Hundreds of family barristers and members of the Family Law Bar Association spent their Saturday morning yesterday meeting to discuss the proposed legal aid reforms and the publication of the report on the Family Bar, a substantial piece of research conducted by the Public Policy Unit at King's College London arising from the 'Week at a Glance Survey' conducted across the family bar in October.
The mood was sombre but defiant. Through video links to the central London venue from Brighton, Bournemouth, Bristol, Winchester, Swansea, Birmingham, Leeds, Nottingham, Newcastle and Manchester barristers expressed their concern about the impact of the cuts on both the bar and their lay clients - vulnerable parents and children who rely on the publicly funded bar to ensure that their corner is fought.
Much was discussed, but some of the key points echoed up and down the country were the failure of the LSC to make efforts to rein in the excessive costs of experts fees prior to slashing the advocacy budget, and the exodus from publicly funded work that would inevitably follow the cuts if made - creating legal aid deserts in terms of local availability of both solicitors firms and local bars.
Desmond Browne QC, Chairman of the Bar, attended having hot-footed it from an interview on the Today programme earlier that morning (in which the Justice Minister Bridget Prentice had asserted that an extra £4m had been ploughed into advocacy in care cases, without reference to the fact that this was a redistribution of funds towards base fees as a result of savings made from the reductions in SIPs payments, in fact an overall reduction in spend).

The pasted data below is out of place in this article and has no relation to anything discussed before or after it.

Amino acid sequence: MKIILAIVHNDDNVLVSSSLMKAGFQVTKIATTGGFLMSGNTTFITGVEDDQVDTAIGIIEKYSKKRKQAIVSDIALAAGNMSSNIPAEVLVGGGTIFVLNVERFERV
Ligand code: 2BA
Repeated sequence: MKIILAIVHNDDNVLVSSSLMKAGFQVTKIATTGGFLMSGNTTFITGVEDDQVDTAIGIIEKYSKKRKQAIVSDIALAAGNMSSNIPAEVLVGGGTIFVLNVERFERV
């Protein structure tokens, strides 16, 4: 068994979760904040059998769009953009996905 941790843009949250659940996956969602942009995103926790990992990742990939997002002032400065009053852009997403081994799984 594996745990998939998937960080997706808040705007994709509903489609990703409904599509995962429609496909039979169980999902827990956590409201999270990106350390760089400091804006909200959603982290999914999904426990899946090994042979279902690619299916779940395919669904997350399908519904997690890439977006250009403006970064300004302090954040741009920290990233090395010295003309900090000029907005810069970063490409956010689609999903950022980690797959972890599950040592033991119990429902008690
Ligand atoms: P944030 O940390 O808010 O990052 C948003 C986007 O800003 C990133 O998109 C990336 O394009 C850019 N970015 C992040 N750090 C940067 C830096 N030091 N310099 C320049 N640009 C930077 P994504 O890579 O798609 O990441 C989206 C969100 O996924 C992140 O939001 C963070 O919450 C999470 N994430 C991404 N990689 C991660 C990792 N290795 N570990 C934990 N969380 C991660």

Lucy Theis QC, Chair of the FLBA, reported on the progress of meetings with ministers and the LSC, and on the recently discovered corruption of the financial and statistical data held by the LSC which forms the basis of the calculations for the proposals, which was an issue identified and raised by the FLBA and the Bar Council's statistician Martin Chalkley who had been asked on behalf of members to scrutinise that data.
There was much concern that members of the family bar are perceived by the public and characterised by the media as 'fat cats', but some comfort was taken from the contents of the Kings report which demonstrates that the family bar already work long and anti-social hours for comparatively low pay, and suffer high levels of emotional burnout. The report is embargoed until Monday, although this does not seem to have prevented the national press from reporting on it's contents already.
It was noted with some surprise that the bar had been criticised for failing to respond to the recently closed survey relating to SIPs, when in fact the FLBA had prepared a detailed response on behalf of its 2000 odd members based on membership feedback. Members were urged to respond to the present consultation individually by the deadline of 18 March.
Pink Tape will carry a post setting out some of the statistics contained in the report tomorrow, and as the national press report over the course of the next week links will be added.
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